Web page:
In 2014, during the Crimean crisis, she left her country, taking refuge in Chisinau for two months, but now no family member took seriously the idea of ​​a war, despite the tension floating in the air in recent weeks. The worst-case scenario people around her discussed was the invasion of eastern separatist regions. Awakened from her sleep by her sister, who wanted her to leave the country as soon as possible, Ana hurriedly packed some things in her luggage, although, initially, her husband thought that leaving immediately was an exaggerated idea.

They arrived at the border with Romania the same day and were among those who stayed in customs for “only seven hours”, managing to leave the country shortly before the publication of the official communiqué of the Ministry of Interior, which forbade the departure of men between 18 and 60 years old from the country. Together with them, five more families, friends and relatives came to Romania, and because they did not want to separate – Ana is the only one in this group who knows the Romanian language – they were directed by a friend to the Coșna Centre.

With all the suffering that comes with abrupt separation from home and the country, Ana knows that she is among the privileged ones who managed to escape without leaving her family members behind, and also among those who do not have to restart their lives from scratch without any support, because they have relatives in Europe. She says she sees a lot of suffering around her: people who mourn what they lost in a few hours, who can’t see how they will renew their lives from the point where the war tore them apart.

Precisely because they woke up in a universe where everything they hoped for and loved was broken, refugees appreciate all this outpouring of solidarity, and their gratitude is doubled by astonishment, Ana tells me. Such a warm welcome did not fit into their expectations, and some say they will not forget how they were received in the most difficult time they have ever experienced.

“The good you have done for us will return to you”

Anna Kozyrenko’s departure from Ukraine was a real adventure in which there were impassable roads, painful goodbye embraces, fear of an attack, guilt for those who refused or failed to leave. Anna is 18 years old and before the war started, she lived in Kyiv, where she studied tourism. On February 24th, she was at home in the small town of Ivankiv, where she had come for a short vacation.

She did not have much time to decide whether to flee the country or stay: the news of the advance of the Russian troops was all over Telegram, and it was obvious that in the next few hours they would pass through her town, on their way to Chernobyl. Her father, her only living parent, refused to flee, determined to die or live in the land where he was born and where he had lived for a lifetime.

The way to the border was a nightmare—she left with her younger brother, her 40-weeks pregnant sister and her husband, choosing uncirculated, impassable routes. Texts from desperate friends who were saying that the town was being razed, that the museum and the park were on fire, that there were dead civilians and soldiers on the highway, and that the relatives of some of them had been killed, kept pouring in. The bridge on the way out of the city had already been blown up by the Ukrainian soldiers.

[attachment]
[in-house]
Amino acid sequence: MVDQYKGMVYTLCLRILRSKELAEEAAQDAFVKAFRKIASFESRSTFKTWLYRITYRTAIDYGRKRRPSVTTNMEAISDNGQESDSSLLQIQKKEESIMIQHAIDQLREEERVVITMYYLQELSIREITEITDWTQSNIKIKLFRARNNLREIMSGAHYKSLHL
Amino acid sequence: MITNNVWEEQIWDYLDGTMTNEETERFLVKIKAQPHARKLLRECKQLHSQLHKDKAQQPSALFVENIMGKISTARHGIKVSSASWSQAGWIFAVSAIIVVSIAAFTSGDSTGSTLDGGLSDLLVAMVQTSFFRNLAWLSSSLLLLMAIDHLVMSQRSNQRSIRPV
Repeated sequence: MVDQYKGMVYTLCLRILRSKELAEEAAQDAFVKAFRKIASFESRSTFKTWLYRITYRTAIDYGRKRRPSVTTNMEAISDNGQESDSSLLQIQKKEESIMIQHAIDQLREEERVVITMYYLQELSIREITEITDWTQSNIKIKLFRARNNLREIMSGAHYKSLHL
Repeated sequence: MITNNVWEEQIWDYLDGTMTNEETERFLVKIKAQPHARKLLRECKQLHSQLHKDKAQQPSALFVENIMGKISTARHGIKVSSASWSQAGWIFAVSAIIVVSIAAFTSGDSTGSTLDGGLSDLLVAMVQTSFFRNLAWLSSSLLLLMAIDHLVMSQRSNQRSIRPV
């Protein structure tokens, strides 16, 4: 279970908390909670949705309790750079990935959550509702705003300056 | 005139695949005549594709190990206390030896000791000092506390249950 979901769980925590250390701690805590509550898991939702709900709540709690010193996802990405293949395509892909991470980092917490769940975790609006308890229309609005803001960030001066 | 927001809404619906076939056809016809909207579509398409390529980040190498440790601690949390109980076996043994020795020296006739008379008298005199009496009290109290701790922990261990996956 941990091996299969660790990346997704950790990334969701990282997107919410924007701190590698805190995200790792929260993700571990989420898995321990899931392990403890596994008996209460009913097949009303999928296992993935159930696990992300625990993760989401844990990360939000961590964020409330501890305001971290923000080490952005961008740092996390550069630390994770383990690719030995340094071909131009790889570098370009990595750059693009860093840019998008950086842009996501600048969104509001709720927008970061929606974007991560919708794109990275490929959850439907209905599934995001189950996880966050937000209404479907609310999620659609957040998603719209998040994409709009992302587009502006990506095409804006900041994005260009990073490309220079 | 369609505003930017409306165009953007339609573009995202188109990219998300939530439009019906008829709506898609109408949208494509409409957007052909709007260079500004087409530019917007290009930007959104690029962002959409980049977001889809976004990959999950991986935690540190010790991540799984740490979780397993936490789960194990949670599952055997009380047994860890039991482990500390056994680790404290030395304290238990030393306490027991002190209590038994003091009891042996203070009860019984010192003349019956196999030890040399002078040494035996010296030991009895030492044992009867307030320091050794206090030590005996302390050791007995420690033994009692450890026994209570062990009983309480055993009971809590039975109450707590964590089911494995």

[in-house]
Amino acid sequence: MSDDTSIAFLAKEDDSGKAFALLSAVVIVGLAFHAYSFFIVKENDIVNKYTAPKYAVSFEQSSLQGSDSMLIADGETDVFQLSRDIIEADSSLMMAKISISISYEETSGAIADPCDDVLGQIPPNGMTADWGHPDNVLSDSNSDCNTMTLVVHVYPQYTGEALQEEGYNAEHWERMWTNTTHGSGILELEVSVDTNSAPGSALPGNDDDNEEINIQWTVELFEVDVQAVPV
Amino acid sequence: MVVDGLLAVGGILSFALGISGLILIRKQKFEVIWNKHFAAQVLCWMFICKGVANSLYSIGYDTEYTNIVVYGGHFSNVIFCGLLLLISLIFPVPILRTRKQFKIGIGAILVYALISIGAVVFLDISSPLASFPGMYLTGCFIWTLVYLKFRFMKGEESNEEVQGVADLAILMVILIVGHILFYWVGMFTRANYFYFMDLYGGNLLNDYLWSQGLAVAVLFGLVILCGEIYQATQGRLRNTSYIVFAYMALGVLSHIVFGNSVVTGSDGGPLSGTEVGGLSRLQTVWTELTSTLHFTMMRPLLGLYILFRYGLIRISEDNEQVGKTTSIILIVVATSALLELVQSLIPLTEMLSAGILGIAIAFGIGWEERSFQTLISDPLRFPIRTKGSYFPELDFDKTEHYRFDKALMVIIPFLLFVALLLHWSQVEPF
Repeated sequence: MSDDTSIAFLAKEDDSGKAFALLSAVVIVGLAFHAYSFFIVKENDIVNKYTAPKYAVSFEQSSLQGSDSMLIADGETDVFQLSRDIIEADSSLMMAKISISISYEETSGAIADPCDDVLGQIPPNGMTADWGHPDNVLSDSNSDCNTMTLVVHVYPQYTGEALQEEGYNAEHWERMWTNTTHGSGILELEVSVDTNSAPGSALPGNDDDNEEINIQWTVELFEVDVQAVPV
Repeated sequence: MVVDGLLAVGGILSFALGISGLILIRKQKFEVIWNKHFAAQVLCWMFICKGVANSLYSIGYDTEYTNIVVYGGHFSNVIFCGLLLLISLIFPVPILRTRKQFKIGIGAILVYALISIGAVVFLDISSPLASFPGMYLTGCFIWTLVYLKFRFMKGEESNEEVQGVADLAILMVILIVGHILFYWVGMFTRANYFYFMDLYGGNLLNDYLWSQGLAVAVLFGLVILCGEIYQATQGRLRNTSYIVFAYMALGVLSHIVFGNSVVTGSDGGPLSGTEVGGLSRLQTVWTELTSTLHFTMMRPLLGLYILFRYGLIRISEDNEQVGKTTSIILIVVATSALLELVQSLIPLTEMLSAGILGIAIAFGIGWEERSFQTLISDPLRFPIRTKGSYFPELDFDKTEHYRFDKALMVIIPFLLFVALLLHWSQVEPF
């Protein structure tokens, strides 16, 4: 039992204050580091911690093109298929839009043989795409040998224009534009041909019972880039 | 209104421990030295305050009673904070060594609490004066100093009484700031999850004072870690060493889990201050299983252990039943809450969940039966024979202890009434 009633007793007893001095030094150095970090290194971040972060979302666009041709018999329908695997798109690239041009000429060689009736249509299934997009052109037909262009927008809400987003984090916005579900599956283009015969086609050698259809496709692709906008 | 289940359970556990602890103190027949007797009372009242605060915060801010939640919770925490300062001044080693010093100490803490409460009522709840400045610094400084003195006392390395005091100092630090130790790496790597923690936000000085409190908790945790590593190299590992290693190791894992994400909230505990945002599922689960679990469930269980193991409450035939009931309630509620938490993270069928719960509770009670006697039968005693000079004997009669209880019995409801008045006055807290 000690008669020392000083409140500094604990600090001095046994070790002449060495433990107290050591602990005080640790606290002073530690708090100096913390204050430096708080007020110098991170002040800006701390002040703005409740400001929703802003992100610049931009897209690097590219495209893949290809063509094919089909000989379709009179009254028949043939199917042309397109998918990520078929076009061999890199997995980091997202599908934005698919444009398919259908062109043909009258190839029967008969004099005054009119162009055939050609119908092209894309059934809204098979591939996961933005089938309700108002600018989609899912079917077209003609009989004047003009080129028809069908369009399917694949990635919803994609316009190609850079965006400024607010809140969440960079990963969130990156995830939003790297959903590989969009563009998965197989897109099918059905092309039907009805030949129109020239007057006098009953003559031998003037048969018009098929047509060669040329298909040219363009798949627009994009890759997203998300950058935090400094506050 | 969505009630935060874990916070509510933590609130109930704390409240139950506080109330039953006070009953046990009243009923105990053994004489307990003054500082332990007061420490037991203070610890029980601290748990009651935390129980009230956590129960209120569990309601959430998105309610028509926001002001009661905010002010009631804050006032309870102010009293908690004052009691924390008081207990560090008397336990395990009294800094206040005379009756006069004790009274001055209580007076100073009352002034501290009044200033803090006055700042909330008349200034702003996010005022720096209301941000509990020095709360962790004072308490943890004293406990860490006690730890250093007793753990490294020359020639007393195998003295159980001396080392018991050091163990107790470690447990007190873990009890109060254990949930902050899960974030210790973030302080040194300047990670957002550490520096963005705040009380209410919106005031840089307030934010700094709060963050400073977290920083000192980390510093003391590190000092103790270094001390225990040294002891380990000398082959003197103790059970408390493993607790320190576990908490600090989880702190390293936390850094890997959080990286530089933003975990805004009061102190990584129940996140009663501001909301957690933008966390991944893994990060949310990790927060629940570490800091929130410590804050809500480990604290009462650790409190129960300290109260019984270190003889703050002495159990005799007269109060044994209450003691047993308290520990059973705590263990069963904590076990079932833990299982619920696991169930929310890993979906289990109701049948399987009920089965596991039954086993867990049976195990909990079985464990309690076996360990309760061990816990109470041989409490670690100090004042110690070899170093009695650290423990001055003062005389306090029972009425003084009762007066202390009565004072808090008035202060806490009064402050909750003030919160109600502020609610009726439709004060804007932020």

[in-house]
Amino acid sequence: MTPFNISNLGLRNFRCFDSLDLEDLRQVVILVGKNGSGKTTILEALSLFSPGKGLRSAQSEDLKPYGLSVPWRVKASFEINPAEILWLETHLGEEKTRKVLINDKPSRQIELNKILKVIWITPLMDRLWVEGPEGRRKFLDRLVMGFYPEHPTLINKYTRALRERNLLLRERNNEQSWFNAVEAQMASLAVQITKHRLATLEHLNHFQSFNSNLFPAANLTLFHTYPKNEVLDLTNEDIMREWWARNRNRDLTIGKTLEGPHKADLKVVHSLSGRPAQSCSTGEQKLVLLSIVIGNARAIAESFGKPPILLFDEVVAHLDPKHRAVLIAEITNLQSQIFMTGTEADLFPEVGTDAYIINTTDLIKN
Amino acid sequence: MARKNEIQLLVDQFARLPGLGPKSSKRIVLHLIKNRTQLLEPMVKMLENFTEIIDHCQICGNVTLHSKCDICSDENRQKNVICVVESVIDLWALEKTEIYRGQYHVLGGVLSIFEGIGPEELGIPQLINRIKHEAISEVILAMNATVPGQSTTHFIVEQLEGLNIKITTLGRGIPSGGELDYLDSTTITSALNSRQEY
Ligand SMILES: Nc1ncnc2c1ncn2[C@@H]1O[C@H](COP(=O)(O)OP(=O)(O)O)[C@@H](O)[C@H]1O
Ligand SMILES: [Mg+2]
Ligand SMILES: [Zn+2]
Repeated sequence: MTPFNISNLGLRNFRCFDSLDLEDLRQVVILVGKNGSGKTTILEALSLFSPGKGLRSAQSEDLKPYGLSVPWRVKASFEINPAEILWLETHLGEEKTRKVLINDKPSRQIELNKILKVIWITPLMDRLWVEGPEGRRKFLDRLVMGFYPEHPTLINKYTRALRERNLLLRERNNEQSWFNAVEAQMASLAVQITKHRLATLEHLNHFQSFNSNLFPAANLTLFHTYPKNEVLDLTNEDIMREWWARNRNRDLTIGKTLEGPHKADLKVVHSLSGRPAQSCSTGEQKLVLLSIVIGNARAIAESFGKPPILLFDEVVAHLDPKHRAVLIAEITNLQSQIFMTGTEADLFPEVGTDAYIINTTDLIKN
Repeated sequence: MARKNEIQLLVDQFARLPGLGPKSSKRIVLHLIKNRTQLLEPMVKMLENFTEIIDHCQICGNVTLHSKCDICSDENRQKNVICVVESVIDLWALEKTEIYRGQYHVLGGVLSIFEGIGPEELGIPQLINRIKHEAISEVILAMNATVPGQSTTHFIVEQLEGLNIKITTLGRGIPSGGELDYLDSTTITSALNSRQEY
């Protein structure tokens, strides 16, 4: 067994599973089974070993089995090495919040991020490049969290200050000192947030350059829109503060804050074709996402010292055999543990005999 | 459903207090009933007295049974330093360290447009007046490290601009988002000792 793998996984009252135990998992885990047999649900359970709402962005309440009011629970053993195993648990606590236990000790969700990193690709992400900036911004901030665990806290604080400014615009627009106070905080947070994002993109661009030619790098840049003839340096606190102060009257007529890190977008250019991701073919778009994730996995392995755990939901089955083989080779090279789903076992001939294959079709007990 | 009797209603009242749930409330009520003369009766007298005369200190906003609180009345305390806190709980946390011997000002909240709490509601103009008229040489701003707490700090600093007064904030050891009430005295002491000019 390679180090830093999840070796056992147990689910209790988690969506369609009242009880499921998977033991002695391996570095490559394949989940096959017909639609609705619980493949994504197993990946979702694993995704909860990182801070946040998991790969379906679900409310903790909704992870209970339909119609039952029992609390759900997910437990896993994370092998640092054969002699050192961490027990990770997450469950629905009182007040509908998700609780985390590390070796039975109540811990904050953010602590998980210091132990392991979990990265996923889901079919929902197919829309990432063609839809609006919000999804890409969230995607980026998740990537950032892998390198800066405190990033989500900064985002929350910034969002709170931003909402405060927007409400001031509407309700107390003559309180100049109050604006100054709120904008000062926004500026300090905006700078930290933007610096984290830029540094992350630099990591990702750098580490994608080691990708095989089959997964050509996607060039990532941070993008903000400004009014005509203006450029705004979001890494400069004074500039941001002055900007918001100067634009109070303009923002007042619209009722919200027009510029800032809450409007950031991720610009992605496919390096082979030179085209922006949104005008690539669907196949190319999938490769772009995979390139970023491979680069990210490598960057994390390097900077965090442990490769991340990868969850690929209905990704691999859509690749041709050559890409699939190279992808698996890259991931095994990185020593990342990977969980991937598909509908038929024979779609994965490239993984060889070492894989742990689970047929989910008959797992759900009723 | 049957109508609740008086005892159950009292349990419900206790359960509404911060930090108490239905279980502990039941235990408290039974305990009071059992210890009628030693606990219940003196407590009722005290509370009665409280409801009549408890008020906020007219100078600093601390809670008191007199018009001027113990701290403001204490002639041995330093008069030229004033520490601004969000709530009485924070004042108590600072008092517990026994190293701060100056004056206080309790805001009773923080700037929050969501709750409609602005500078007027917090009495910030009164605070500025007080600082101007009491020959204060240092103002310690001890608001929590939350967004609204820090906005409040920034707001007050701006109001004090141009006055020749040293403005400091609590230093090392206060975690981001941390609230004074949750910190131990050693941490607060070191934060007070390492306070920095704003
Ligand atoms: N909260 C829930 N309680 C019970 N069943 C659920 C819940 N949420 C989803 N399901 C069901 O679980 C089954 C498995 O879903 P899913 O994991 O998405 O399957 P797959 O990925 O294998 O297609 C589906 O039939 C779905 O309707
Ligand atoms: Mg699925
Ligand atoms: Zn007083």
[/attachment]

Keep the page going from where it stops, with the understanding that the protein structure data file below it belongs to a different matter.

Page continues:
“I still feel guilty about being safe while the people closest to me are going through this tragedy,” says Anna.

She is also lucky that the customs officers let them pass, after 24 hours of waiting, even though neither she nor her brother had passports with them. She parted with her sister and brother-in-law, after seeing how slow the line of cars was advancing, and walked the remaining 4-5 kilometres to customs.

To say that people are waiting in long queues at customs is an understatement, explains Anna. In fact, countless people are crowding, children are crying in the background, while the elderly or the sick start vomiting or simply faint, out of exhaustion. The wait is torture, which becomes easier to bear due to the goodwill of the volunteers, who supply sandwiches and hot tea to those who are trapped for tens of hours at the border between the countries.

On the other side of the border is simply another reality, points out the young woman, listing all the kind gestures that the Romanians made while she was preparing for the worst. Initially, she turned down all the offers from the volunteers, starting with the water bottle and the food package that were handed to her. She knew their journey would be a long one, and she was trying to save the money she had taken with her. She burst into tears when she realised it was all for free, and she tells me that a child who saw her crying hurriedly handed her a napkin.

There are things that someone who has not only crossed the border between two states, but also the one between nightmare and reality, cannot forget, and Anna assures us that there is Someone else who will remember the small and big gestures of kindness, even after the future will dilute the outlines of this crisis: “I know that all the good you have done for us will be returned one day.”

Carmen Lăiu is an editor at ST Network.